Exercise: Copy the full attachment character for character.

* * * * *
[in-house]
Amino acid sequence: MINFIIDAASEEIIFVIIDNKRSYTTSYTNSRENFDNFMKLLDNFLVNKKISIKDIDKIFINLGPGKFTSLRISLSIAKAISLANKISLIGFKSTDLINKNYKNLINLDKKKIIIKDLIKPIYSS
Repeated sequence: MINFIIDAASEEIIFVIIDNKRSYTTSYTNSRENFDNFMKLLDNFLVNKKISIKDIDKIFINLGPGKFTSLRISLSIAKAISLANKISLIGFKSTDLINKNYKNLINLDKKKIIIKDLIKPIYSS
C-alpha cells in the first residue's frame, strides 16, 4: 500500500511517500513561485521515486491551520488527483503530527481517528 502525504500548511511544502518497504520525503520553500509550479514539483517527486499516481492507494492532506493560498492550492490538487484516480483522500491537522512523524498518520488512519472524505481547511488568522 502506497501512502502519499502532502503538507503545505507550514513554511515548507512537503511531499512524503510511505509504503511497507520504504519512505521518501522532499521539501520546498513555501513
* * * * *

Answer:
[in-house]
Amino acid sequence: MINFIIDAASEEIIFVIIDNKRSYTTSYTNSRENFDNFMKLLDNFLVNKKISIKDIDKIFINLGPGKFTSLRISLSIAKAISLANKISLIGFKSTDLINKNYKNLINLDKKKIIIKDLIKPIYSS
Repeated sequence: MINFIIDAASEEIIFVIIDNKRSYTTSYTNSRENFDNFMKLLDNFLVNKKISIKDIDKIFINLGPGKFTSLRISLSIAKAISLANKISLIGFKSTDLINKNYKNLINLDKKKIIIKDLIKPIYSS
C-alpha cells in the first residue's frame, strides 16, 4: 500500500511517500513561485521515486491551520488527483503530527481517528 502525504500548511511544502518497504520525503520553500509550479514539483517527486499516481492507494492532506493560498492550492490538487484516480483522500491537522512523524498518520488512519472524505481547511488568522 502506497501512502502519499502532502503538507503545505507550514513554511515548507512537503511531499512524503510511505509504503511497507520504504519512505521518501522532499521539501520546498513555501513